Personality, of course, is a very complex and researched subject. Psychoanalyst Carl Jung famously began classifying people into introverts and extroverts in the first half of the 20th century. Today, such tests as the Minnesota Multiphasic Personality Inventory, the Meyers-Briggs and other personality tests have been administered to millions of people.
The strengths theory differs from its predecessors in the number of people in its sample study and in the sophistication and complexity of its results. While Meyers-Briggs tests classify people as one of 16 personality types, the 34 themes of the strengths theory can be mixed into more than 32 million combinations. That means an individual's themes are truly individual.
The simple premises behind the strengths theory are, first, that each person's talents are enduring and unique and, second, that each person has the most room for growth in the areas of his or her greatest strengths. These have clear implications for hiring, assigning and promoting individuals as well as designing and implementing training programs for them. In addition, once you know a person's strengths, you can manage him or her appropriately. A person who is strong in the analytical theme, for instance, should be given time to carefully sort through all the factors before being asked to make decisions.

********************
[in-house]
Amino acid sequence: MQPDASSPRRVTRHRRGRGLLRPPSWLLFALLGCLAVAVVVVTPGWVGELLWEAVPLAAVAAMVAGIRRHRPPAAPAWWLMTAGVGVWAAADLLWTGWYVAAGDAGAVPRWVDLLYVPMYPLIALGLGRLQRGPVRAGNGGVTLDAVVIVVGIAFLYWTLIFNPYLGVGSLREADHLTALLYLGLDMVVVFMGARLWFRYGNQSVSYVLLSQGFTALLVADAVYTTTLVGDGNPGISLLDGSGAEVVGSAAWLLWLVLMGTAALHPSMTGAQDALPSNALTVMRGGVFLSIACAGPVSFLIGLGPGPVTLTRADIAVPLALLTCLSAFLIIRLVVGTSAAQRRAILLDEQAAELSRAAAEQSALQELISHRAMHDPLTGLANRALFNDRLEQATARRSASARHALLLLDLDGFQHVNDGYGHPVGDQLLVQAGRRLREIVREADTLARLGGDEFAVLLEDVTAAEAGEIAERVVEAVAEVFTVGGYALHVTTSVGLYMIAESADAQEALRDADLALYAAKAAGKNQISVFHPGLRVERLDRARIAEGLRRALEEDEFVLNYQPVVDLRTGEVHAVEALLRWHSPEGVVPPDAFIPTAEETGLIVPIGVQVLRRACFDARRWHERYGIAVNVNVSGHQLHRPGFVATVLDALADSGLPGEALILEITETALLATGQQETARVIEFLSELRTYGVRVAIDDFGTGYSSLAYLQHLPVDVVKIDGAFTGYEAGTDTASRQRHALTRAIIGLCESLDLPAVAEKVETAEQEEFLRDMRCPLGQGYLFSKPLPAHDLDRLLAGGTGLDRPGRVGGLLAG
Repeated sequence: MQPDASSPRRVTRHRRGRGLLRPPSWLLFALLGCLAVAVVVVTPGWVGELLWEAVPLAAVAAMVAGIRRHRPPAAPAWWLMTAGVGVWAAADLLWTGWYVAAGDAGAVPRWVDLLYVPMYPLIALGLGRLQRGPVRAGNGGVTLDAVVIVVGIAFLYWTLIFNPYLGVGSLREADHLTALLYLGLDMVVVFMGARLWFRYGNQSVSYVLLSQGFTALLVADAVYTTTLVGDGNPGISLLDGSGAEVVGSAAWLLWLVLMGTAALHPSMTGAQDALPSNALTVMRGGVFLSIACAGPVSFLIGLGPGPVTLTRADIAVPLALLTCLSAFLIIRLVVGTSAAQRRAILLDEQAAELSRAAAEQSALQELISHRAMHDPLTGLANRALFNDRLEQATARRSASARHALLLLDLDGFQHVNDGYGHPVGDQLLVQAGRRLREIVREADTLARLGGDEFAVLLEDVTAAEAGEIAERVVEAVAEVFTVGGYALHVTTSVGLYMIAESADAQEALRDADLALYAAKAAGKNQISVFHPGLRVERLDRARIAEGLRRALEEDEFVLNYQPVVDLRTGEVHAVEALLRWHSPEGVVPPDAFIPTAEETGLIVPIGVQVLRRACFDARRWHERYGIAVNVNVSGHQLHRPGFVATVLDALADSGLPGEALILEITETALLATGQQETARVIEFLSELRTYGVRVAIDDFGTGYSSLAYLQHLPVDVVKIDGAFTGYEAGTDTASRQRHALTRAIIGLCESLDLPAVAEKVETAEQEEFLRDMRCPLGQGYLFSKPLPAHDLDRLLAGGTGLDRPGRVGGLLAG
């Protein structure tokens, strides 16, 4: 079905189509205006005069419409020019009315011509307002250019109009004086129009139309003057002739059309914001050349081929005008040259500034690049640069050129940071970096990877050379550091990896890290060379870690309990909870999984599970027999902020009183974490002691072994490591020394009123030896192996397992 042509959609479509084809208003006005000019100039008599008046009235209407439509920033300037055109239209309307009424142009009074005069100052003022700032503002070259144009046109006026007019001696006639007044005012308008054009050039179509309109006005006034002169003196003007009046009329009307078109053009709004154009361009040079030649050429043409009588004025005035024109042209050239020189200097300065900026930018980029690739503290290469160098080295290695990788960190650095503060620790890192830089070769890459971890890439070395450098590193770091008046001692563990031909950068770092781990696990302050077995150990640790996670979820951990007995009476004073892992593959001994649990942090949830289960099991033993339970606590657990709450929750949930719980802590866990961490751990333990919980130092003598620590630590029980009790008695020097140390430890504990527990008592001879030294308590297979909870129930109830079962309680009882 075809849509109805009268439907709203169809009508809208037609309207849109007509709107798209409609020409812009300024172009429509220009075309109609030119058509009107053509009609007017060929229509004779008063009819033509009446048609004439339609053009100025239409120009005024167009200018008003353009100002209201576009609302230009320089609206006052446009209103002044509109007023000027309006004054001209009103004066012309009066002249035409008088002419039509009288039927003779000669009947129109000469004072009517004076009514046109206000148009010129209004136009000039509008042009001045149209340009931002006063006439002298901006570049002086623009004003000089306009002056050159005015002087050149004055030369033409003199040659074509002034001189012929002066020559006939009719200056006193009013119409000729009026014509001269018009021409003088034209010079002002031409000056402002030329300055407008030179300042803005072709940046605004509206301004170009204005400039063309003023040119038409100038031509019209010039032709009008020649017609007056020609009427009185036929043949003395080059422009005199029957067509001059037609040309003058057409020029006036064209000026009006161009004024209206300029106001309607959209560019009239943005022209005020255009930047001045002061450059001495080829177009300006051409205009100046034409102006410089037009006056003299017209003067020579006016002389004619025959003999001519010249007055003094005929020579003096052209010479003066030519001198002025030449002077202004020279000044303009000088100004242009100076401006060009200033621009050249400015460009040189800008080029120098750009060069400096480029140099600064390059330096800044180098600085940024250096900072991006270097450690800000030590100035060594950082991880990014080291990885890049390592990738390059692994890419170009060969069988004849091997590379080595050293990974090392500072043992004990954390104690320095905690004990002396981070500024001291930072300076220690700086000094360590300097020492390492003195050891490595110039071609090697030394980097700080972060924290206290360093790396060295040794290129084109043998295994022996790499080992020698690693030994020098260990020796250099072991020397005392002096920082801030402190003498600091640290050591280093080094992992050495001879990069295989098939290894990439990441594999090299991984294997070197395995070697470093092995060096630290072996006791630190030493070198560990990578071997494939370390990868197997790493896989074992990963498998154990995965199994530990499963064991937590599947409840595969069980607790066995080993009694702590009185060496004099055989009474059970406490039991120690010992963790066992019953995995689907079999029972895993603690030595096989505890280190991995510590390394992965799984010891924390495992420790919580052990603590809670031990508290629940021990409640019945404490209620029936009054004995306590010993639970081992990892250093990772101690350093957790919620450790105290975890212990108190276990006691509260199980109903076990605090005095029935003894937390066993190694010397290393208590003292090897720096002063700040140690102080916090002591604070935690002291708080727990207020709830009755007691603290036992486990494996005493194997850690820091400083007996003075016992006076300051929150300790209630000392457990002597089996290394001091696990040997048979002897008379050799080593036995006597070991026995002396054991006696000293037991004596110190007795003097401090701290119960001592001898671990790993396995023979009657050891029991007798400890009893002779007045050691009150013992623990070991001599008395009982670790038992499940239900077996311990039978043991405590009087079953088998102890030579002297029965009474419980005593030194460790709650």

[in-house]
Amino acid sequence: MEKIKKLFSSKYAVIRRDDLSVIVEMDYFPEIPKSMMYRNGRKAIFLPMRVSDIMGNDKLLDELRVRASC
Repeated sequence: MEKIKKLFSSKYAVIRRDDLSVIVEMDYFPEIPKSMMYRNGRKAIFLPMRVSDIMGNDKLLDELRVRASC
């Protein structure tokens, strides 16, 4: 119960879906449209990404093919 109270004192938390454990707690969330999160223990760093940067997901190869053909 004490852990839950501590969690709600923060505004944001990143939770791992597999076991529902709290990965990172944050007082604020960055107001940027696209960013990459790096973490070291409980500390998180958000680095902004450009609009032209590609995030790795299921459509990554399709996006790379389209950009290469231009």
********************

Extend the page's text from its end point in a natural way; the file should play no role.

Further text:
The strengths theory has profound applications in planning companies' futures as well as in managing their work forces. For instance, if you accept that talents are enduring, you'll be more careful about hiring the right people in the first place. Strengths-based management techniques also advise entrepreneurs to ask people for specific outcomes, letting them achieve results in their own ways rather than dictating working styles that may not fit employee strengths. And, of course, knowing your personal strengths can be very handy when it comes to choosing how you'll spend your own time.